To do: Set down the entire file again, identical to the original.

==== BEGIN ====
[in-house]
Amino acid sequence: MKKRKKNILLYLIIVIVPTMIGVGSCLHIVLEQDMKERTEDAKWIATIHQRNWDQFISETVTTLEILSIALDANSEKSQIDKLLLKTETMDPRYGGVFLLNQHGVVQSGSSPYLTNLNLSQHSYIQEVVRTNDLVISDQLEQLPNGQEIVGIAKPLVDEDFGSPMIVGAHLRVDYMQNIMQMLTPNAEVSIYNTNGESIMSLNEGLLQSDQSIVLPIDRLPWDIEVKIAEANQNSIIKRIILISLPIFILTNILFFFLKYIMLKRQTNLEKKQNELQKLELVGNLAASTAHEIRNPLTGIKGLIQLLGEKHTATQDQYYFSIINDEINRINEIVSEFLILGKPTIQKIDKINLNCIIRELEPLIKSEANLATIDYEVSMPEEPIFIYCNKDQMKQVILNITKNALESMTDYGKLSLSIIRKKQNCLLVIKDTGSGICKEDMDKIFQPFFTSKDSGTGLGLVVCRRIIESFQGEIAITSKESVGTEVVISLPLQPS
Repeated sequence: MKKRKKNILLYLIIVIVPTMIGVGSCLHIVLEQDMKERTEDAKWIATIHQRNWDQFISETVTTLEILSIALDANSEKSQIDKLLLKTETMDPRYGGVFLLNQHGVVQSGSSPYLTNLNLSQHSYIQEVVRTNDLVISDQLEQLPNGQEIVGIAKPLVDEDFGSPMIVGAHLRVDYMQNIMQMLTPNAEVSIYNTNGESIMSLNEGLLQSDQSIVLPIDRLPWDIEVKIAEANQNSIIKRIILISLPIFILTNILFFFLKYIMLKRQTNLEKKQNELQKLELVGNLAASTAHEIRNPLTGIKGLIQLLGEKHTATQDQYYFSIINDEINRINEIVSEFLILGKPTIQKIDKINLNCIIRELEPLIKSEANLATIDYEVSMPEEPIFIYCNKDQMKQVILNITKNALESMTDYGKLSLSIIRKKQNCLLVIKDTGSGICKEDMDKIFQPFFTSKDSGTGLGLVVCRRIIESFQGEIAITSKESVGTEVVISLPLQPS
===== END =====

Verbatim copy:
[in-house]
Amino acid sequence: MKKRKKNILLYLIIVIVPTMIGVGSCLHIVLEQDMKERTEDAKWIATIHQRNWDQFISETVTTLEILSIALDANSEKSQIDKLLLKTETMDPRYGGVFLLNQHGVVQSGSSPYLTNLNLSQHSYIQEVVRTNDLVISDQLEQLPNGQEIVGIAKPLVDEDFGSPMIVGAHLRVDYMQNIMQMLTPNAEVSIYNTNGESIMSLNEGLLQSDQSIVLPIDRLPWDIEVKIAEANQNSIIKRIILISLPIFILTNILFFFLKYIMLKRQTNLEKKQNELQKLELVGNLAASTAHEIRNPLTGIKGLIQLLGEKHTATQDQYYFSIINDEINRINEIVSEFLILGKPTIQKIDKINLNCIIRELEPLIKSEANLATIDYEVSMPEEPIFIYCNKDQMKQVILNITKNALESMTDYGKLSLSIIRKKQNCLLVIKDTGSGICKEDMDKIFQPFFTSKDSGTGLGLVVCRRIIESFQGEIAITSKESVGTEVVISLPLQPS
Repeated sequence: MKKRKKNILLYLIIVIVPTMIGVGSCLHIVLEQDMKERTEDAKWIATIHQRNWDQFISETVTTLEILSIALDANSEKSQIDKLLLKTETMDPRYGGVFLLNQHGVVQSGSSPYLTNLNLSQHSYIQEVVRTNDLVISDQLEQLPNGQEIVGIAKPLVDEDFGSPMIVGAHLRVDYMQNIMQMLTPNAEVSIYNTNGESIMSLNEGLLQSDQSIVLPIDRLPWDIEVKIAEANQNSIIKRIILISLPIFILTNILFFFLKYIMLKRQTNLEKKQNELQKLELVGNLAASTAHEIRNPLTGIKGLIQLLGEKHTATQDQYYFSIINDEINRINEIVSEFLILGKPTIQKIDKINLNCIIRELEPLIKSEANLATIDYEVSMPEEPIFIYCNKDQMKQVILNITKNALESMTDYGKLSLSIIRKKQNCLLVIKDTGSGICKEDMDKIFQPFFTSKDSGTGLGLVVCRRIIESFQGEIAITSKESVGTEVVISLPLQPS